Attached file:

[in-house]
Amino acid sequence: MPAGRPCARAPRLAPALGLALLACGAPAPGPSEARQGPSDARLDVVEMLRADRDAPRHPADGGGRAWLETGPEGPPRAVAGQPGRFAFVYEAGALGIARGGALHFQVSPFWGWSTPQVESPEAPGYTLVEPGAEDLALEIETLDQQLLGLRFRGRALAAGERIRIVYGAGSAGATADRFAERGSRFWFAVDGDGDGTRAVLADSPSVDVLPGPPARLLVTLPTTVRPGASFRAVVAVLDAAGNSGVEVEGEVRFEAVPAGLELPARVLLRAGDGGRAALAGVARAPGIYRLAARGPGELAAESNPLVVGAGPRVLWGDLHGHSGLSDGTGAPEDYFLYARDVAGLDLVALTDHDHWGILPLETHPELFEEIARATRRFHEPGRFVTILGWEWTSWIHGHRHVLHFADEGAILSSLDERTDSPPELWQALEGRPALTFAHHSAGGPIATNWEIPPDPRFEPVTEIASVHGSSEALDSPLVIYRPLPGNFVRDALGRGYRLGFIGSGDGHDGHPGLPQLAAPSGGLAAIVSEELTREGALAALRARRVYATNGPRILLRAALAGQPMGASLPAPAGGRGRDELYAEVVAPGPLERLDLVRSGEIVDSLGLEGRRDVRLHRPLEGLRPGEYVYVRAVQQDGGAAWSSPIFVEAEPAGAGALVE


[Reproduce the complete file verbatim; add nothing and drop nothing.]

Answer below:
[in-house]
Amino acid sequence: MPAGRPCARAPRLAPALGLALLACGAPAPGPSEARQGPSDARLDVVEMLRADRDAPRHPADGGGRAWLETGPEGPPRAVAGQPGRFAFVYEAGALGIARGGALHFQVSPFWGWSTPQVESPEAPGYTLVEPGAEDLALEIETLDQQLLGLRFRGRALAAGERIRIVYGAGSAGATADRFAERGSRFWFAVDGDGDGTRAVLADSPSVDVLPGPPARLLVTLPTTVRPGASFRAVVAVLDAAGNSGVEVEGEVRFEAVPAGLELPARVLLRAGDGGRAALAGVARAPGIYRLAARGPGELAAESNPLVVGAGPRVLWGDLHGHSGLSDGTGAPEDYFLYARDVAGLDLVALTDHDHWGILPLETHPELFEEIARATRRFHEPGRFVTILGWEWTSWIHGHRHVLHFADEGAILSSLDERTDSPPELWQALEGRPALTFAHHSAGGPIATNWEIPPDPRFEPVTEIASVHGSSEALDSPLVIYRPLPGNFVRDALGRGYRLGFIGSGDGHDGHPGLPQLAAPSGGLAAIVSEELTREGALAALRARRVYATNGPRILLRAALAGQPMGASLPAPAGGRGRDELYAEVVAPGPLERLDLVRSGEIVDSLGLEGRRDVRLHRPLEGLRPGEYVYVRAVQQDGGAAWSSPIFVEAEPAGAGALVE